October 7th, 2008 at 1:29 am

The Wordy Shipmates by Sarah Vowell

Not to be confused with Infamous Scribblers, The Wordy Shipmates is Sarah Vowell’s latest book. Like her previous work Assassination Vacation, The Wordy Shipmates is a survey of specific historical times in the past portrayed with deliberate intentions of highlighting said peculiar time and place’s ramifications on our own peculiar present.

With The Wordy Shipmates, Vowell examines the settlers of the Massachusetts Bay Colony, the eventual founders of Boston. And with her usual pluck, wit, and searing intelligence, the bizarre antics of those weird ancestors of ours who bored us in history class come alive with surprising relevance.

Vowell tells us that, “The most important reason I am concentrating on [John] Winthrop and his shipmates in the 1630s is that the country I live in is haunted by the Puritans’ vision of themselves as God’s chosen people, as a beacon of righteousness that all others are to admire.”

Sound familiar? Reagan? Bush? McCain? Palin? There’s such a fine line between inspiration and plagiarism. And clever and stupid.

Vowell further explains that, “It’s worth revisiting New England’s Puritans because they are our medieval people. The most storied way to get from the castle moat of monarchy to the polluted shoreline of this here republic is on their dank little ships.”

We got to this “polluted” shoreline on “dank little ships?” What’s she going to tell us next, that we descended from monkeys?

While Vowell takes a less prominent role as a character in The Wordy Shipmates than she played to much entertainment in Assassination Vacation, she still delivers with her usual pop culture references:

“Talking about Winthrop’s “A Model of Christian Charity” without discussing Ronald Reagan would be like mentioning Dolly Parton’s “I Will Always Love You” and pretending Whitney Houston doesn’t exist.”

“Threatening to take away a Puritan magistrate’s right to punish is like yanking the trumpet out of Louis Armstrong’s hands.”

“As I write this, the United States of America is still a city on a hill, and it’s still shining – because we never turn off the lights in our torture prisons. That’s how we carry out the sleep deprivation.”

In addition to her dry sense of humor, pop cultural references, and impressive ability to start at the Massachusetts Bay Colony and arrive at Abu Ghraib, there is also her typical visits to museums, historical societies, state archives, cemeteries, parks, and government buildings. There is also her usual sarcasm, railing against “annoying scholars” and their “painstaking hard work” in order to obtain “truth,” and describing the Mayflower replica as a “claustrophobic floating vomitorium.”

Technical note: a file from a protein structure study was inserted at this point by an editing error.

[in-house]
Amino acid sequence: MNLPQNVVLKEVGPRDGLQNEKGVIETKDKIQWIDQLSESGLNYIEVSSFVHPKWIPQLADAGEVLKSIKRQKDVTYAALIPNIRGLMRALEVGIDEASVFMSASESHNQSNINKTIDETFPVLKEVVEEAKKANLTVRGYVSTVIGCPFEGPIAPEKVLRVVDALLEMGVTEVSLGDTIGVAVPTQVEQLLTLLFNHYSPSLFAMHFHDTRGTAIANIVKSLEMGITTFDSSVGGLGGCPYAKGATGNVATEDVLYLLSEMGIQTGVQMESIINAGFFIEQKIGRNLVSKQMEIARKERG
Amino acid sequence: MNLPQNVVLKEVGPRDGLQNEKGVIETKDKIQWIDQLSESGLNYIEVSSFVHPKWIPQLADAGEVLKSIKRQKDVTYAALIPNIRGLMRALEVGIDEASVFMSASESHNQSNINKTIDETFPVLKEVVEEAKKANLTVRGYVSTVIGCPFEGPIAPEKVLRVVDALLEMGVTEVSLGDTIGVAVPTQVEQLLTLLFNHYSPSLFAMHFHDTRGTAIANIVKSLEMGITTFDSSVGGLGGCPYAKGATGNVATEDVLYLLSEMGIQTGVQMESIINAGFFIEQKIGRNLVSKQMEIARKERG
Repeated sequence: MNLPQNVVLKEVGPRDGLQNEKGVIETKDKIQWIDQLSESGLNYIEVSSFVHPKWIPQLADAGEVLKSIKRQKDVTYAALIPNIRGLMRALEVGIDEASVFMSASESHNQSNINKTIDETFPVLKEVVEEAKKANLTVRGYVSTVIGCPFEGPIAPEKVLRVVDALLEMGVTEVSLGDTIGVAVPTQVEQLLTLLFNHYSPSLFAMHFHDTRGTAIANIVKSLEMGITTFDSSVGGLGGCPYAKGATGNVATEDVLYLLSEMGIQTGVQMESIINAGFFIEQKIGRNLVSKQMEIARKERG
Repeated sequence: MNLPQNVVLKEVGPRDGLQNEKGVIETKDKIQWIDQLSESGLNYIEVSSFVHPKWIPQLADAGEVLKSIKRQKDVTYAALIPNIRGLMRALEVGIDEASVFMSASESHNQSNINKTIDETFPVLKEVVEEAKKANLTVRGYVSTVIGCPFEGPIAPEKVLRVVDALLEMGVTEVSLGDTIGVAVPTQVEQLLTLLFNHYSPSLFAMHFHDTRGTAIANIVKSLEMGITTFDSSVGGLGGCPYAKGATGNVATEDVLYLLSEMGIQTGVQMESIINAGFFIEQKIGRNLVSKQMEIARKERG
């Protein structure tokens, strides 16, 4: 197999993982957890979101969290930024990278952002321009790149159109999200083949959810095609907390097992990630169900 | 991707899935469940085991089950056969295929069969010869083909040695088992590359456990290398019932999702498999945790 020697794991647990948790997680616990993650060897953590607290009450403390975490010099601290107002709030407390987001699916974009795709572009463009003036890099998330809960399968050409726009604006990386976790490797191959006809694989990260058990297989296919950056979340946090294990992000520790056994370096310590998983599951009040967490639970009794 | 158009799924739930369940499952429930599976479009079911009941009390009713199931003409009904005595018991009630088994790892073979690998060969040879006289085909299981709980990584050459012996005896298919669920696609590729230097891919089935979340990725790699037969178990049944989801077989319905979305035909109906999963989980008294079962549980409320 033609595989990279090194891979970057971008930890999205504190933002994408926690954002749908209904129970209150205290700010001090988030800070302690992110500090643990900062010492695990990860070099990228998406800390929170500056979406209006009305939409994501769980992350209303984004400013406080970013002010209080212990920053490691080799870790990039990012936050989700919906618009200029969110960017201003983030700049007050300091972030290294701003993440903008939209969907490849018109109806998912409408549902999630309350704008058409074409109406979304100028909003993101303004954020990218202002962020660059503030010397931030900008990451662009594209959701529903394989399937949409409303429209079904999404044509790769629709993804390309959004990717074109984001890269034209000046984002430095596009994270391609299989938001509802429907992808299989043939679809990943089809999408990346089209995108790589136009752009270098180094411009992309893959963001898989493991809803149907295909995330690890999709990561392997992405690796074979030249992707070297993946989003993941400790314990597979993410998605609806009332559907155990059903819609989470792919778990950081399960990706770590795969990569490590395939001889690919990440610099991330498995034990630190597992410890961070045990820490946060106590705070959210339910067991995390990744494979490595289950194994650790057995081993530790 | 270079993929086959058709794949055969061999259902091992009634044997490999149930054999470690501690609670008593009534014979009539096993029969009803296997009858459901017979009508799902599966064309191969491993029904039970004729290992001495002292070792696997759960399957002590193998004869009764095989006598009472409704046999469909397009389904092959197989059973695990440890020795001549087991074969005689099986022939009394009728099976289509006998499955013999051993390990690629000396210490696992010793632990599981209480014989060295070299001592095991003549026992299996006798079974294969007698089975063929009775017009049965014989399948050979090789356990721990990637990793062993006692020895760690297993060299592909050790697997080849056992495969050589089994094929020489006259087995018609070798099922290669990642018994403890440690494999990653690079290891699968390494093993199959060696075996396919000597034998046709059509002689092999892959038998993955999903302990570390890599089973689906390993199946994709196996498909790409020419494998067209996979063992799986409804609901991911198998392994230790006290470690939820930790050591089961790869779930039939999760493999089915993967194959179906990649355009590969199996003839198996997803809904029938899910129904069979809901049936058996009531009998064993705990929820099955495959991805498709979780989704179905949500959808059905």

Like a good novelist, Vowell outlines the rhetoric and behavior of the main characters in the Massachusetts Bay Colony and their early years of struggles, in fighting, Indian fighting (especially the Pequot War), and the Anne Hutchinson controversy. Vowell follows early American Protestantism to its current manifestation as our Bible Belt. Vowell traces the words and ideals of Reaganism from the Puritans, correlating the contradiction and hypocrisy we’re familiar with to these founder’s lofty, positive diction taken from the bible as precedent for our current State/state.

But there’s not enough Vowell. She takes a back seat to allow for ‘this happened’ and ‘then this happened’ and to quote from diaries and it’s all a bit boring and tiresome to read after a while. Oh my god, I thought I was back in that boring history class for a few pages! The focus is scattered and seriously lacking in Vowell’s talent in simply summarizing things and making them humorously relevant to our modern dilemmas.

Evidence of this, the absolute strongest elements of the book are those that spring from the personal: “On the other hand, Protestantism’s shedding away of authority, as evidenced by my mother’s proclamation that I needn’t go to church or listen to a preacher to achieve salvation, inspires self-reliance – along with a dangerous disregard for expertise. So the impulse that leads to democracy can also be the downside of democracy – namely, a suspicion of people who know what they are talking about. It’s why in U.S. presidential elections the American people will elect a wisecracking good ol’ boy who’s fun in a malt shop instead of a serious thinker who actually knows some of the pompous, brainy stuff that might actually get fewer people killed.”

That’s a good point. Sarah Palin sure would be fun in a malt shop! I even bet they still have malt shops in Alaska.

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  1. God, I love reading the New Yorker at a malt shop – talking loudly, to anyone who will listen, about Sarah Vowell’s latest literary efforts!

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